Fishermen and area residents (60 percent of whom signed a petition opposing the quarry), say explosives and repeated blasting will damage the fishery, foul their quality of life and introduce new perils to the Bay of Fundy’s endangered North Atlantic right whale population. This at a time when the federal government has authorized shipping lane changes between Nova Scotia and New Brunswick to protect right whales.

To dredge for docking facilities, the company still needs permission from the federal Department of Fisheries and the Department of Transportation.

Roger is among the quarry’s opponents. “Apart from the few jobs it would bring in,” he says, “there are so many unknowns. It seems like it will benefit only the company selling the basalt to the U.S. And it’s going completely opposite to the need to create ecologically sound opportunities with long-term benefits favored by most of the community.”

Despite his concerns about the quarry and its incompatibility with a discovery center, Roger says he prefers to leave the scientific debate over the mining project to others in the community working steadfastly on the issue. Instead, he and his committee are plowing ahead, well prepared for the hard work needed to see the Fundy center come to life.

The light is falling and the wind has kicked up. We take a short drive to a hilltop optioned as the construction site for the center. It overlooks Grand Passage across to Brier Island, a stunning view right out of a maritime storybook. Roger is talking about upwellings.

“I’ll tell you why this area is the perfect place for the center,” he says. He sweeps his arm across the snowy vista while explaining how the Bay’s tidal currents act as powerful engines, advancing over the undersea ledges here, creating tremendous turbulence. The currents pump volumes of nutrients and food to the surface, unleashing a smorgasbord of salts, diatoms, copepods and herring. “Then there’s this incredible feeding frenzy,” he says.

In come veils upon veils of sea birds, joined by whales lunging in their midst and gulping down hopper-loads of feed. “I’ve even seen squid tentacles come to the surface,” Rogers continues. “What we witness right here is the ultimate display of the marine food chain in action.”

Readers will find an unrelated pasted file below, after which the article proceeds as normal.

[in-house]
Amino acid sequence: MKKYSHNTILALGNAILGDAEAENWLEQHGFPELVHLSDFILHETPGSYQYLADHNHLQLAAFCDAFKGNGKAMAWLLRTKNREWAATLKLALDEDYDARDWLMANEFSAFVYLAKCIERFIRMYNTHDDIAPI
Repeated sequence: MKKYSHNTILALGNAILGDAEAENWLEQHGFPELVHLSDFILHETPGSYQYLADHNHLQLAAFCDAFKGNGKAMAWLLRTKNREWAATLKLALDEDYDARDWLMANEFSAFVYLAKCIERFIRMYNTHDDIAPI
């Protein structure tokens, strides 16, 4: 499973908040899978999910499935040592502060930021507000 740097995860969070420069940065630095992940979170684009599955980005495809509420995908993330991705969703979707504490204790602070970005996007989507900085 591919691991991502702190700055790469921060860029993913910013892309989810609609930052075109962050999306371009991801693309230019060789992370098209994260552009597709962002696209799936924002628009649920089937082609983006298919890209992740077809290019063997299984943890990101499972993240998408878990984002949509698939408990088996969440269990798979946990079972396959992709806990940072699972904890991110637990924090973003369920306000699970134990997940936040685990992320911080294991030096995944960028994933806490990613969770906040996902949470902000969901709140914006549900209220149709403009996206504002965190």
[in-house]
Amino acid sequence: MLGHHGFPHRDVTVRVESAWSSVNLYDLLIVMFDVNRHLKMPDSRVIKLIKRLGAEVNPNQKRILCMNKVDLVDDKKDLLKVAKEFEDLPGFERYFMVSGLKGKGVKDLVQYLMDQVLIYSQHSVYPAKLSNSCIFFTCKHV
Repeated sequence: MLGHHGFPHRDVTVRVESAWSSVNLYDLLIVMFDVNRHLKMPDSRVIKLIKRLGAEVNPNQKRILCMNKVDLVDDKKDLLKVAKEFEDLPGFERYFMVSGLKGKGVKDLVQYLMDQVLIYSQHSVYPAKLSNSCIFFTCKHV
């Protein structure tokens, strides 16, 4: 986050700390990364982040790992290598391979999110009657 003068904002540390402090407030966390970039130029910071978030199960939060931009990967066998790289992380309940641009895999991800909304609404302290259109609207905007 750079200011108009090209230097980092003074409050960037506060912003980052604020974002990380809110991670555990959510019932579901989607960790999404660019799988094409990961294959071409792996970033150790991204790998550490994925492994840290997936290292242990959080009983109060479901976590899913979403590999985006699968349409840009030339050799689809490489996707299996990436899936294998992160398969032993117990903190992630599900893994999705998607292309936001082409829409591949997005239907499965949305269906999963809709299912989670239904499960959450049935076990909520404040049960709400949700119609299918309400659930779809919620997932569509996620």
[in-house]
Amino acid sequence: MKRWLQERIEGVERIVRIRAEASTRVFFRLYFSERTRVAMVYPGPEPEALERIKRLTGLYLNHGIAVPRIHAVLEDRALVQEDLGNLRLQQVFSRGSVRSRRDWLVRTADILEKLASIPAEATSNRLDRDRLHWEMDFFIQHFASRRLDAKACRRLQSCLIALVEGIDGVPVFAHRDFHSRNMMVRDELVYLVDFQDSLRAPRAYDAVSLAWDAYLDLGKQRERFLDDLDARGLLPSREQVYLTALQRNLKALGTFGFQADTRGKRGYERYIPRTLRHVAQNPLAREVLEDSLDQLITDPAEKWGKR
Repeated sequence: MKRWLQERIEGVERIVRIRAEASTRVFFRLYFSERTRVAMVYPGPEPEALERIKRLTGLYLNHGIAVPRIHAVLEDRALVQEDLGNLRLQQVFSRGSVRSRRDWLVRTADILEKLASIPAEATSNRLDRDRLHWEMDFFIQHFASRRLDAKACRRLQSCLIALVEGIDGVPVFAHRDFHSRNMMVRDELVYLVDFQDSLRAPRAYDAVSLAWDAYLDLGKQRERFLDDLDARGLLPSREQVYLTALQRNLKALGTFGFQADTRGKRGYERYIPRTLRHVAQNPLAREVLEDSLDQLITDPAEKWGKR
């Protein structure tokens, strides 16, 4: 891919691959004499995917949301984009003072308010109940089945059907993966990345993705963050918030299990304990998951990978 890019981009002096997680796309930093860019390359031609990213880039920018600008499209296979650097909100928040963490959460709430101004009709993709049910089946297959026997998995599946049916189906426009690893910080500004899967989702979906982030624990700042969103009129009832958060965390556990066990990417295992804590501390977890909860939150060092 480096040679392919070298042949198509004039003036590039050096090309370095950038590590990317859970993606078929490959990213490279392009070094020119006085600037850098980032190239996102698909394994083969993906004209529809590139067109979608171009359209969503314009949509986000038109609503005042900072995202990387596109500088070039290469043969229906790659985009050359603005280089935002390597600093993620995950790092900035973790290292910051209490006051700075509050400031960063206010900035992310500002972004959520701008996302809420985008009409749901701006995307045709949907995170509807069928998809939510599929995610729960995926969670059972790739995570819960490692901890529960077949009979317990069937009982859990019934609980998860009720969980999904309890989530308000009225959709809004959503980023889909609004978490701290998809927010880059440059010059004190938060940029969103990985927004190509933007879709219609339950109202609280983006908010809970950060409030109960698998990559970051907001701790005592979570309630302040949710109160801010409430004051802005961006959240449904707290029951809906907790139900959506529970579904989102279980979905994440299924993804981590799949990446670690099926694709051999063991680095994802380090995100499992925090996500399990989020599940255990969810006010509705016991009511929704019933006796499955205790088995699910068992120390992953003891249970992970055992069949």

The discovery center plan also calls for an exhibit on volcanism that will show how the flow of lava formed the distinct columns of basalt at the end of the Triassic era, transforming the land and sea. As an added inducement for visitors, the plan incorporates satellite exhibits at surrounding salt marshes and mudflats, two viewing stations to be sited on Brier Island, a whale watching station and a bird-watching station.

The next step, Roger says, is to hire a full-time marketing professional, find sponsors and begin the search for funding. “We already have many, many people who are offering to volunteer,” Roger tells me as I drop him back at his house. “I’m very optimistic.”

The great oceanographer and conservationist Jacques Cousteau once said, “What we human beings are all living now, whether we are volunteers or not, is an extraordinary, but exceptionally dangerous adventure. And we have a very small number of years left to fail or to succeed in providing a sustainable future to our species.”

In a small community in southwestern Nova Scotia, Roger Outhouse and a group of devoted citizens are doing their best to create that successful, sustainable future.